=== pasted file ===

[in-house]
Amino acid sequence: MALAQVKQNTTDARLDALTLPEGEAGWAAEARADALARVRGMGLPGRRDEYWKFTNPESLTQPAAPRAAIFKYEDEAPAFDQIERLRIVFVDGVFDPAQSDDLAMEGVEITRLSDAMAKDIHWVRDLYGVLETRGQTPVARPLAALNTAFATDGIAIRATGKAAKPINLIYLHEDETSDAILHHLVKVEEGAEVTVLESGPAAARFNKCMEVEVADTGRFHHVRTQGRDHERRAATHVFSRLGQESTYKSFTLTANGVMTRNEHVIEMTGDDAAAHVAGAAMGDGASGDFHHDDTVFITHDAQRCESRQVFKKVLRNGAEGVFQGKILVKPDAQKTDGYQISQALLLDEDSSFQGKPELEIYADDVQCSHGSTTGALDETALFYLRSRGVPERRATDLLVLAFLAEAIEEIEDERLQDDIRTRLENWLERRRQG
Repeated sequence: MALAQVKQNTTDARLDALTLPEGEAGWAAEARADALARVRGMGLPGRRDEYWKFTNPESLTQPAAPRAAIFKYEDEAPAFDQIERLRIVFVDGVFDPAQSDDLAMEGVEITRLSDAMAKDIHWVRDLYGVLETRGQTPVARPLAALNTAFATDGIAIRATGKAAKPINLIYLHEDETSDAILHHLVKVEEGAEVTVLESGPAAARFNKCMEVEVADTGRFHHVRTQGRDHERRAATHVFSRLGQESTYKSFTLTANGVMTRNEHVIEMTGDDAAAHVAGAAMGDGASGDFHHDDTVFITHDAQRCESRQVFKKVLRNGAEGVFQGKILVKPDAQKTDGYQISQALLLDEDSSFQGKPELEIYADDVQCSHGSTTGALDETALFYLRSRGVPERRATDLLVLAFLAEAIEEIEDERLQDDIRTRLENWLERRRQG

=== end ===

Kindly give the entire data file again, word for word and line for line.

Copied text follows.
[in-house]
Amino acid sequence: MALAQVKQNTTDARLDALTLPEGEAGWAAEARADALARVRGMGLPGRRDEYWKFTNPESLTQPAAPRAAIFKYEDEAPAFDQIERLRIVFVDGVFDPAQSDDLAMEGVEITRLSDAMAKDIHWVRDLYGVLETRGQTPVARPLAALNTAFATDGIAIRATGKAAKPINLIYLHEDETSDAILHHLVKVEEGAEVTVLESGPAAARFNKCMEVEVADTGRFHHVRTQGRDHERRAATHVFSRLGQESTYKSFTLTANGVMTRNEHVIEMTGDDAAAHVAGAAMGDGASGDFHHDDTVFITHDAQRCESRQVFKKVLRNGAEGVFQGKILVKPDAQKTDGYQISQALLLDEDSSFQGKPELEIYADDVQCSHGSTTGALDETALFYLRSRGVPERRATDLLVLAFLAEAIEEIEDERLQDDIRTRLENWLERRRQG
Repeated sequence: MALAQVKQNTTDARLDALTLPEGEAGWAAEARADALARVRGMGLPGRRDEYWKFTNPESLTQPAAPRAAIFKYEDEAPAFDQIERLRIVFVDGVFDPAQSDDLAMEGVEITRLSDAMAKDIHWVRDLYGVLETRGQTPVARPLAALNTAFATDGIAIRATGKAAKPINLIYLHEDETSDAILHHLVKVEEGAEVTVLESGPAAARFNKCMEVEVADTGRFHHVRTQGRDHERRAATHVFSRLGQESTYKSFTLTANGVMTRNEHVIEMTGDDAAAHVAGAAMGDGASGDFHHDDTVFITHDAQRCESRQVFKKVLRNGAEGVFQGKILVKPDAQKTDGYQISQALLLDEDSSFQGKPELEIYADDVQCSHGSTTGALDETALFYLRSRGVPERRATDLLVLAFLAEAIEEIEDERLQDDIRTRLENWLERRRQG